This ‘Seinfeld’-themed U.S. Amateur group is real, and it’s spectacular

The USGA created a ‘Seinfeld’-inspired group at this week’s U.S. Amateur, and through one round the players have lived up to the hype.

The post This ‘Seinfeld’-themed U.S. Amateur group is real, and it’s spectacular appeared first on Golf.

The USGA created a ‘Seinfeld’-inspired group at this week’s U.S. Amateur, and through one round the players have lived up to the hype.

The post This ‘Seinfeld’-themed U.S. Amateur group is real, and it’s spectacular appeared first on Golf.

Seinfeld is widely regarded as a GOAT sitcom, with a nine-season run that produced hundreds of memorable lines and indelible moments that remain beloved by millions.

Among the show’s legion of fans: the USGA.

Look no further than a trio of golfers who the USGA grouped together in the stroke-play portion of the U.S. Amateur at Ridgewood Country Club, in Paramus, N.J., this week: Mark Costanza, Hazen Newman and Campbell Kremer.

Costanza, Newman and Kremer — sound familiar? For the uninitiated, three of the lead characters in Seinfeld were named George Costanza, Newman (no known last name) and Cosmo Kramer.

“If I only had a dollar for every time in my life that somebody asked me if I was related to George,” Costanza, 33, told NorthJersey.com’s Greg Mattura on Monday. “Not that there’s anything wrong with that.”

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Costanza — Mark, that is — is a New Jersey native. He finished runner-up at last year’s Mid-Amateur Championship, but on Monday, posted the high score in his group, a three-over 74 that left him in a tie for 111th. (The top 64 players after Tuesday’s second round will advance to match play.)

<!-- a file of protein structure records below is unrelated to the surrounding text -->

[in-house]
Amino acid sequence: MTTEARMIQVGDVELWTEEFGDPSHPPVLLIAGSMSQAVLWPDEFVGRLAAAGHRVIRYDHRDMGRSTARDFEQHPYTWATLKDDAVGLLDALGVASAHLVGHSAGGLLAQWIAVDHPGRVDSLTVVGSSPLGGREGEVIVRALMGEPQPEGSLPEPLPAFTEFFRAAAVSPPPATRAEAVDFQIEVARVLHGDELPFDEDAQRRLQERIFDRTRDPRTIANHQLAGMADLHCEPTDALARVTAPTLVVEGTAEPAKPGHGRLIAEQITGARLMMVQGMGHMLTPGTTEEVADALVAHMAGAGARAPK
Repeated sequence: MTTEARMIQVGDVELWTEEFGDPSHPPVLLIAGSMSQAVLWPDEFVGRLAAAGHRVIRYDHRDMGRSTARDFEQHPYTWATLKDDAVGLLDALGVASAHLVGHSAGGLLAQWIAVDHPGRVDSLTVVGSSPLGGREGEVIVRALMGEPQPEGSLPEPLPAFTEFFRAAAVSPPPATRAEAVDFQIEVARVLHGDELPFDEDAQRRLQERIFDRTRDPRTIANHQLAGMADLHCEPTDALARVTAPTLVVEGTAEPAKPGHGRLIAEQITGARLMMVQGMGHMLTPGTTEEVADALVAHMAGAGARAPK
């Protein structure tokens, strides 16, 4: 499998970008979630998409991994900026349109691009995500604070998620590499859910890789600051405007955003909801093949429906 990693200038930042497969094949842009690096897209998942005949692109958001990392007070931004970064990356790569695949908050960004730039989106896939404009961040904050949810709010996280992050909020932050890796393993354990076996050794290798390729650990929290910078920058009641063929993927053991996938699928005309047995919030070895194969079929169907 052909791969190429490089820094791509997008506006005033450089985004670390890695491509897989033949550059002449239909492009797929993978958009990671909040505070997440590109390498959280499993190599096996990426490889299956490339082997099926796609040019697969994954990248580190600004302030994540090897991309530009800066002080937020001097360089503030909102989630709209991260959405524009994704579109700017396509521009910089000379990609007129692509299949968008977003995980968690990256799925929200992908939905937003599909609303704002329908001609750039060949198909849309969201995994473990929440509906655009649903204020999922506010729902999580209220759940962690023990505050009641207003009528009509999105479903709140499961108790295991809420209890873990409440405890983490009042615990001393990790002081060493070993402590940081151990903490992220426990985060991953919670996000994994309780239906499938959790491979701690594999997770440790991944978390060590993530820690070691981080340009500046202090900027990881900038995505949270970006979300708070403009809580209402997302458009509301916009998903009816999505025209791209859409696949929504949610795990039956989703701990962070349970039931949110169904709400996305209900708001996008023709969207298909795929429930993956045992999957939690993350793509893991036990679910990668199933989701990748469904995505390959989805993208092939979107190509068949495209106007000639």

But Newman and Kremer? They shined.

The pair, both of whom are 21, shot three-under 68s to share the top spot on the leaderboard with three others. Medalist honors are very much in reach. “Giddy-up!” as Kramer — not Kremer — might say.

For those wondering: Yes, this notable grouping was intentional.

“We were sitting there the other day, and it just kind of came together,” U.S. Amateur manager Chris Mills told Mattura. “We like to have a little bit of fun every once in a while with our pairings. A lot of our pairings are based on some performance ties, and stuff like that. But occasionally we like to throw a fun one out there.”

Not everyone appreciates the USGA’s attempt at cheek when it comes to clever groupings. In 2014, Shane Lowry objected to a U.S. Open group in which he played alongside two other, um, large-framed players, Kevin Stadler and Brendan de Jonge.

“Someone’s bright idea!! Put the three big guys together!!” Lowry wrote in the Irish Times. “I think it is unfair on the three of us. It is definitely not drawn out of the hat, that’s for sure. And I just hope we don’t get stick from the galleries. What they did is making a mockery of the three of us.”

The Seinfeld grouping hasn’t faced any such controversy. On the contrary, it’s been well received on social media, and the players themselves seem to be enjoying the attention.

“It was fun having cameras out there, especially that the Golf Channel cameras were out,” Kremer told Mattura on Monday. “And it kind of just gets your blood flowing when the cameras come out, and it worked well for me.”

Costanza, Kremer and Newman will tee it up together once more for the second stroke-play round at 12:15 p.m. ET. at nearby Arcola Country Club.

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